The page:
'2 Stupid Dogs' V1 DVD: '90s Neomodern Approach to Retro Cartoons Proving Ground for Best 21st Century Animators
The Warner Archive August 14, 2018 three-disc DVD release of "2 Stupid Dogs" V1 coinciding with the (soon-to-be-reviewed) Blu-ray S2 release of the current CW edgy teen drama "Riverdale" is an iota of the buckets of proof that the Archive catalog extends far beyond DVDs of Golden Age films. As the "Warner Archive" category of this site shows, that distributor truly has something for everyone.
A post on a past Norman Rockwell Museum exhibit of Hanna-Barbera animation provides includes information that enhances appreciation for "Dogs." The gist of this is that the concept, the style, and the format of the 1993-95 TBS series "Dogs" pays homage to the Hanna-Barbera mid-60s "talking animals" fare with three shorts, as least one of which features the star anthropomomphic critter. This give ways to super hero fare that includes reviewed sets of "Space Ghost" and "Bird-Man" that the "Architects of Saturday Morning" produce in response to Spider-Man and his amazing friends invading the turf of Secret Squirrel and his peers.
Speaking of Squirrel, updated adventures of this cool 000 gadget inspector from the Golden Age of Bond occupy the center square of "Dogs." The tales (pun intended) of the titular talking canines sandwich the exploits of Squirrel.
The general idea of "Dogs" is that these nameless pals have hilarious misadventures that typically ensue as a result of the dachshund, who is the excitable "Little Dog," seeking food. Future "Everybody Loves Raymond" star Brad Garrett puts his trademark deadpan style to good use as the very chill sheep dog "Big Dog." For his part, Squirrel continues his tradition of battling the Bond-style super-villain of the week.
The retro vibe commences in cold opens in which legendary narrator/"Laugh-In" star Gary Owens announces developments that fit right in with the clips from that episode but that have nothing to do with the plots. Further retro fun comes via essentially "We'll be right back" and "We're back" bumpers that appear immediately before and after commercials during the broadcasts.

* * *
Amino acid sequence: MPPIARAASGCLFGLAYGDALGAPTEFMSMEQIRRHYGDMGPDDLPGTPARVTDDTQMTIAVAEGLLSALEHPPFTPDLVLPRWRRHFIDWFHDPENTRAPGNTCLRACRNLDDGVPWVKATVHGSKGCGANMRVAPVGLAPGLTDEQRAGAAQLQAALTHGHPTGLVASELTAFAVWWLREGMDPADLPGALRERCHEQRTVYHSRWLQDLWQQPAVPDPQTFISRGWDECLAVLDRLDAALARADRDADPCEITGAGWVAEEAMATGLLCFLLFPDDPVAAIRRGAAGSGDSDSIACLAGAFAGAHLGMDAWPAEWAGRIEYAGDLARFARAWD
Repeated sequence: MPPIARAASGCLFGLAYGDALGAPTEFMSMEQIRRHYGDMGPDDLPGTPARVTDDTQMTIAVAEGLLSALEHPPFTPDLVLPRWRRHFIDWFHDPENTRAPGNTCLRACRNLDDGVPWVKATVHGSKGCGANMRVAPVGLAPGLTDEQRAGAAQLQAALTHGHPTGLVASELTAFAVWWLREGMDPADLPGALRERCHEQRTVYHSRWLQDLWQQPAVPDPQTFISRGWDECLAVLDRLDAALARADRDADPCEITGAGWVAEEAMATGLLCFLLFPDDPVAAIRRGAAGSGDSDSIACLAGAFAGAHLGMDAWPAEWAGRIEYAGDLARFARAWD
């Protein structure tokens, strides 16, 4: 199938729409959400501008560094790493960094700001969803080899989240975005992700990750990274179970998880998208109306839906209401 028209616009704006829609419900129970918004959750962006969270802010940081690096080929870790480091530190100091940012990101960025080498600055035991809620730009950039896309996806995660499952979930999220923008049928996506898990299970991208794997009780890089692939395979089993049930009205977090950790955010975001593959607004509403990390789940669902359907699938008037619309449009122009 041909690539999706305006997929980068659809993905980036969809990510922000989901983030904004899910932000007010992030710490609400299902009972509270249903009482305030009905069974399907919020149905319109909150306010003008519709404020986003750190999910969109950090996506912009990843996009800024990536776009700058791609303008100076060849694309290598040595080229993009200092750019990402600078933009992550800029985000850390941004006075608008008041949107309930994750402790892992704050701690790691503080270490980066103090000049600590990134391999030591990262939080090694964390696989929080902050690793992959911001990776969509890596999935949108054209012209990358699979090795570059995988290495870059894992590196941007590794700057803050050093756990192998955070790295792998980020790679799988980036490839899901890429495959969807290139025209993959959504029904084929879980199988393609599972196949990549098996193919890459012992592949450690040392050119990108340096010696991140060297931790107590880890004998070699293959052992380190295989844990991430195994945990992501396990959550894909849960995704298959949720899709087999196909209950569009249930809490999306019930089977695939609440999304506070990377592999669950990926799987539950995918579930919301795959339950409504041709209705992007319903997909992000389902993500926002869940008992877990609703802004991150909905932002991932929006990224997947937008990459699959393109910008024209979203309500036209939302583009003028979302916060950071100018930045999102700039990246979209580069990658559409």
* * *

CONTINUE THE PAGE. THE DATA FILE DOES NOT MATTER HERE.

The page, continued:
The following YouTube clip of the opening credits for "Dogs" illustrates (pun intended) the '50s/early '60s animation style of the series.
The animation-yet-to-come aspects of "Dogs" is just as amazing as its nod to the past. Creator Donovan Cook goes on to bring us the edgy and subversive "Duckman" starring Jason Alexander of "Seinfeld." The other "Cooks" include Genndy Tartakovsky of subsequent "Dexter's Laboratory" fame and "Powerpuff Girls" "dad" Craig McCracken, The influence of "Dogs" on these series extends beyond the similar drawing visual style and overall tone. "Powerpuff" fans will recognize the exaggerated sound effects that are more prominent in the later series.
The modern sensibility is apparent right at the outset with "Door Jam" in the first episode. The tin can of Big Dog rolling behind an electric eye door of a department store leads to Little Dog concluding that getting the door to open requires wearing shoes. The genuine hilarity that ensures includes a trip to a strip club in which Little Dog urges the human "exotic dancer" to take off her high heels,
A notable later change-of-pace episode has a geeky elementary school boy bringing the dogs in for Show and Tell. The absurd approach of Little Dog regarding getting down off a coatroom hook demonstrates how our boys get labelled as stupid. A later back-view scene in which the aforementioned dork proves to his peers that Little Dog is a boy in a manner that traumatizes the pooch establishes that these are not your father's Hanna-Barbera cartoons; not that there is anything wrong with that.
One more typical outing has the dogs having an incredible winning streak while in Vegas for a hot-dog buffet. One with a nice bit of edge with a great surprise ending has pursuit of ice cream leading to our temporary far-out space nuts launching a space shuttle.
The primary manner in which Squirrel shows that he is all grown-up is that his sadistic treatment of nerdy sidekick Morocco Mole is much more overt than in the earlier incarnation of their adventures. This begins with making fun of a temporary lisp and coercing him into donning a wig in their initial adventure. Their nemesis this time is Goldflipper, who is using a very powerful magnet to extract gold teeth from victims.
A "nuts" joke is apt regarding Squirrel facing Queen Bea involving an effort to pollinate. A tamer but very clever outing has 000 using his brains rather than his toys to outwit a subatomic bad guy named Quark. The outcome should endear "Squirrel" to both Trekkies and Trekkers.
The special feature is a series of "2 Stupid Facts Collection" that are amusing short shorts that provide filler.